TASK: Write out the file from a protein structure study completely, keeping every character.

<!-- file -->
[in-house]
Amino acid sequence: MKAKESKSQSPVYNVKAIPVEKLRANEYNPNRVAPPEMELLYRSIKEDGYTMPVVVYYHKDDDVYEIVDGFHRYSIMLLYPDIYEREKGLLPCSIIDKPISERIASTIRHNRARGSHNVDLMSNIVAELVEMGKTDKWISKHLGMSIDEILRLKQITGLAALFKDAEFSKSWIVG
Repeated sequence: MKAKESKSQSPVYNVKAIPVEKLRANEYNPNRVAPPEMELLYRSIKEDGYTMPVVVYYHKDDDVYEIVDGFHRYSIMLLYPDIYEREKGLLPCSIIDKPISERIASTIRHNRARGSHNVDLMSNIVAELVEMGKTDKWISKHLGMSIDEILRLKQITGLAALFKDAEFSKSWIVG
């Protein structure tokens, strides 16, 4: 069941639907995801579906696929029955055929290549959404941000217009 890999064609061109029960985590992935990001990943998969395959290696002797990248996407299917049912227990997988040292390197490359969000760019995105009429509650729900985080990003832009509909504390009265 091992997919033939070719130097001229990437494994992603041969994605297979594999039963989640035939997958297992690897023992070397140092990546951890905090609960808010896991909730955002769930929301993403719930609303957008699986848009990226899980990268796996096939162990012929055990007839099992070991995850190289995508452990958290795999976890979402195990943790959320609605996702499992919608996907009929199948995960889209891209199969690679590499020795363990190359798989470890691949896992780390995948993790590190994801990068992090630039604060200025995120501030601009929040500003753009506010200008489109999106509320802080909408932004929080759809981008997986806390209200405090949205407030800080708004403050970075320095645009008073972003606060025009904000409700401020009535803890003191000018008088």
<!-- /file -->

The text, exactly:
[in-house]
Amino acid sequence: MKAKESKSQSPVYNVKAIPVEKLRANEYNPNRVAPPEMELLYRSIKEDGYTMPVVVYYHKDDDVYEIVDGFHRYSIMLLYPDIYEREKGLLPCSIIDKPISERIASTIRHNRARGSHNVDLMSNIVAELVEMGKTDKWISKHLGMSIDEILRLKQITGLAALFKDAEFSKSWIVG
Repeated sequence: MKAKESKSQSPVYNVKAIPVEKLRANEYNPNRVAPPEMELLYRSIKEDGYTMPVVVYYHKDDDVYEIVDGFHRYSIMLLYPDIYEREKGLLPCSIIDKPISERIASTIRHNRARGSHNVDLMSNIVAELVEMGKTDKWISKHLGMSIDEILRLKQITGLAALFKDAEFSKSWIVG
């Protein structure tokens, strides 16, 4: 069941639907995801579906696929029955055929290549959404941000217009 890999064609061109029960985590992935990001990943998969395959290696002797990248996407299917049912227990997988040292390197490359969000760019995105009429509650729900985080990003832009509909504390009265 091992997919033939070719130097001229990437494994992603041969994605297979594999039963989640035939997958297992690897023992070397140092990546951890905090609960808010896991909730955002769930929301993403719930609303957008699986848009990226899980990268796996096939162990012929055990007839099992070991995850190289995508452990958290795999976890979402195990943790959320609605996702499992919608996907009929199948995960889209891209199969690679590499020795363990190359798989470890691949896992780390995948993790590190994801990068992090630039604060200025995120501030601009929040500003753009506010200008489109999106509320802080909408932004929080759809981008997986806390209200405090949205407030800080708004403050970075320095645009008073972003606060025009904000409700401020009535803890003191000018008088």